I am truly sympathetic to the impossible task of finding words to speak to families, victims and the community following an incident such as these. However, is there something missing from these messages? Is there something missing from our responses as a nation?
In what should be equally shocking to all of us; this is being reported as the “first” school shooting of 2018! The “FIRST” school shooting of 2018! I thought that worth repeating. Without reading too much in this, we can all take away one thing. There will be more school shootings, more students and school staff members taken from us in the prime of their lives. So let there be no doubt and no debate about that. Armed with this knowledge, what will we do about it? What will we do to prevent as many of these incidents as possible and stop innocent lives from being lost? I wish I knew, but I know we should stop wasting time and money debating the necessity of SRO’s and security on school campuses and continue discussing how to utilize SRO’s and security more effectively on and around school campuses.
I want to take a step away from active shooter now. Clearly and for good reason active shooter is be one of the biggest media and attention getters when it comes to school safety. However there are a myriad of other very concerning issues negatively affecting our schools, students, staff, parents and every ones quality of life. Some of these other issues include child abuse / neglect, rising drug use / addiction by juveniles, gang activity that includes recruiting, gun violence, numerous other crimes such as robbery, vandalism, physical attacks and basic intimidation of schools and entire communities, sexual predators, unsafe traffic conditions that kill and injure many thousands of our students, staff and parents every year.
What about issues such as Bullying, Cyber Bullying, Criminal Threats and Cyber Threats, Truancy, Suicide, etc.? These are all daily concerns and real dangers that our schools and students face each and every day throughout our nation; every state, every major city and as we continue to see, even in the quietest and rural communities. SRO’s throughout our nation are already on the front lines every day trying to reduce or eliminate these real life threats so students can not only be safe, but so that they may succeed in school and in society.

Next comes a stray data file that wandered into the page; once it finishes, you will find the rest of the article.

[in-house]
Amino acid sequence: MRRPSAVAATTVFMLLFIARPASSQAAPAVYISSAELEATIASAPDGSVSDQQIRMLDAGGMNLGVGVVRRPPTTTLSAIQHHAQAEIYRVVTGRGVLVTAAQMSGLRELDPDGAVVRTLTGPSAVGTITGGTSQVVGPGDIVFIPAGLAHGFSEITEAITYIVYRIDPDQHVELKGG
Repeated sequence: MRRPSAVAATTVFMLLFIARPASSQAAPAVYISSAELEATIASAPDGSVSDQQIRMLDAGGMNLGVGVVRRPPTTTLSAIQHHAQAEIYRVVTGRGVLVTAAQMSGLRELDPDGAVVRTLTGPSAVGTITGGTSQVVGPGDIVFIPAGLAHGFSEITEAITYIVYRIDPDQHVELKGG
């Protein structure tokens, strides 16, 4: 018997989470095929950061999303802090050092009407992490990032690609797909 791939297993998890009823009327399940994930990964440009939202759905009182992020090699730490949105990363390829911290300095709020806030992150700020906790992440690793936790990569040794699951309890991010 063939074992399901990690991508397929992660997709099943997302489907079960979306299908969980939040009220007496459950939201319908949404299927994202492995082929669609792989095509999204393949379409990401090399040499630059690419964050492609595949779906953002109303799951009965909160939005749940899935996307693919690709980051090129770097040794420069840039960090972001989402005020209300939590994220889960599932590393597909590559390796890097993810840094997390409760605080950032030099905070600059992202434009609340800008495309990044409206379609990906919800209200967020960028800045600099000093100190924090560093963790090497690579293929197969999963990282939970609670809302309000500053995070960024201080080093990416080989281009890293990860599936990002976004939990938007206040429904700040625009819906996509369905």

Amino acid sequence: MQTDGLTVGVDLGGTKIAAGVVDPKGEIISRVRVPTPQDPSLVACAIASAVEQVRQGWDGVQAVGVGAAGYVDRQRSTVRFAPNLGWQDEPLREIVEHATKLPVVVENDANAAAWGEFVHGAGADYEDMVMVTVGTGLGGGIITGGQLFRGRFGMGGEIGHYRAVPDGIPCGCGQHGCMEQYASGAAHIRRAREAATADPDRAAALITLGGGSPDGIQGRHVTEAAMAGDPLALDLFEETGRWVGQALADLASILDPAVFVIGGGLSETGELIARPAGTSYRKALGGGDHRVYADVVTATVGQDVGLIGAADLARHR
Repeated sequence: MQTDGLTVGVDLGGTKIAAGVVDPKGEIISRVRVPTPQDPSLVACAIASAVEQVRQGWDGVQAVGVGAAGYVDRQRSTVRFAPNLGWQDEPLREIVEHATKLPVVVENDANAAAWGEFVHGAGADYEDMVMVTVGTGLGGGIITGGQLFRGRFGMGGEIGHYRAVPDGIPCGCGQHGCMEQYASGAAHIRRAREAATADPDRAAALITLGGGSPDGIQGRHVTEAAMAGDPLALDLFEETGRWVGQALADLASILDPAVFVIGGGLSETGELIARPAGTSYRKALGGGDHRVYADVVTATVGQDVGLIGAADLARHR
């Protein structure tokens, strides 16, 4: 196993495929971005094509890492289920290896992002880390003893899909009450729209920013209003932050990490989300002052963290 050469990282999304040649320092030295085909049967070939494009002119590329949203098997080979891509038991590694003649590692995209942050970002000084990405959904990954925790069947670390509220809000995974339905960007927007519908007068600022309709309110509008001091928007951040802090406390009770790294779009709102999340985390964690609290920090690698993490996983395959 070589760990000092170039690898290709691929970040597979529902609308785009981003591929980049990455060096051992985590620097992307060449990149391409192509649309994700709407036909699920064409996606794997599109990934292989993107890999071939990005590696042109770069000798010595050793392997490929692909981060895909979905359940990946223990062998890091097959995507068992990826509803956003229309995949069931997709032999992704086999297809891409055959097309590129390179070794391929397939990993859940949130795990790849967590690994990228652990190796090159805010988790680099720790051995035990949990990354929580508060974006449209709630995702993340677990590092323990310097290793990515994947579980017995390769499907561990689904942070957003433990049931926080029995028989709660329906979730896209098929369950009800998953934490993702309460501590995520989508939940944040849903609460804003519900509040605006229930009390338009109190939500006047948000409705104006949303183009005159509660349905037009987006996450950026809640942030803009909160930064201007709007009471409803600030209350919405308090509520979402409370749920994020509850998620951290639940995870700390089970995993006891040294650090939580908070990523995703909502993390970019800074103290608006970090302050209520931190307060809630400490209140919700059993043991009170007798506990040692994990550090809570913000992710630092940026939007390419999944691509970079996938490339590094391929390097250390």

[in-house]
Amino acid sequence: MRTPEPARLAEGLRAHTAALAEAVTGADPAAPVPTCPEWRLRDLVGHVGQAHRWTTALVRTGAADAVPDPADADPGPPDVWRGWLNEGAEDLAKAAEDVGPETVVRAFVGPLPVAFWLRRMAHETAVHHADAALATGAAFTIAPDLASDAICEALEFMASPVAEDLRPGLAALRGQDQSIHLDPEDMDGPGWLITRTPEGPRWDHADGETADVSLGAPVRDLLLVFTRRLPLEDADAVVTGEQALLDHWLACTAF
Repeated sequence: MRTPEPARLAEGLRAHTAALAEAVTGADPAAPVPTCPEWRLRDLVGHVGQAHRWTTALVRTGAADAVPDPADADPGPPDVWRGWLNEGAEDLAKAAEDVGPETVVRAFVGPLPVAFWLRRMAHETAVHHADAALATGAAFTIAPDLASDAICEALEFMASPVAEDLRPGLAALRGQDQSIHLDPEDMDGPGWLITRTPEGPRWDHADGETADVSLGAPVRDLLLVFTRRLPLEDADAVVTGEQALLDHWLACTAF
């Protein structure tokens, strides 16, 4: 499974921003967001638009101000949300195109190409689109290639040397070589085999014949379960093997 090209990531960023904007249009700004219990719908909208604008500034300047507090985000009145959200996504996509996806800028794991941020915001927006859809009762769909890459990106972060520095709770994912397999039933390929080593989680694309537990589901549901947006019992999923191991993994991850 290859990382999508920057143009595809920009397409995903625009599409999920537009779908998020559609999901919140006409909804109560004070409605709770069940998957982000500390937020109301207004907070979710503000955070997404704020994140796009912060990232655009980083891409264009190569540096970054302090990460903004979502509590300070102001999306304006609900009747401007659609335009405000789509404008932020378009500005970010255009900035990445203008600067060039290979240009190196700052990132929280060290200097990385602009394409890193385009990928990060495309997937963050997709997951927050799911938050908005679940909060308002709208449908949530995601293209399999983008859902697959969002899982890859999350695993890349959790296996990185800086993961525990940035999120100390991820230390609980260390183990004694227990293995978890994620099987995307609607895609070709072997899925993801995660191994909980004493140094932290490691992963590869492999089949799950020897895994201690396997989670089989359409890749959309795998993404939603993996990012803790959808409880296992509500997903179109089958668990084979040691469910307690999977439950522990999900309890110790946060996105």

There is a lot more that needs to be done. SRO’s are vital and are being effective, but even an SRO will tell you that more needs to be done. If utilized appropriately, an SRO is an essential part of a team on the campus and in the community. An SRO is a resource to students, school staff and parents. SRO programs are the perfect example of Community Based Policing and one of the best pathways to improving Police and Community Relations.
SRO Programs need to be supported so that SRO’s can support the students and staff. What does an SRO do and what is an SRO’s function? Aside from working to mitigate issues mentioned previously in this article and responding to crimes and incidents, an SRO spends the majority of his or her time on prevention. While making arrests is an important part of an SRO’s duties, it represents only a small fraction of how his or her time is spent.
So let’s stop debating over the SRO Program and start building on our programs to be more effectively staffed and funded. Lets make SRO Programs a priority in our communities and take full advantage of all of the versatility, pro-activity and usefulness of an SRO. We have a duty to work harder to make our schools as safe as we do our airports, our banks and our city / county / government buildings. Let’s protect our most vulnerable and most precious, our students, parents and school staff.
Please stay safe, Sergeant James Ream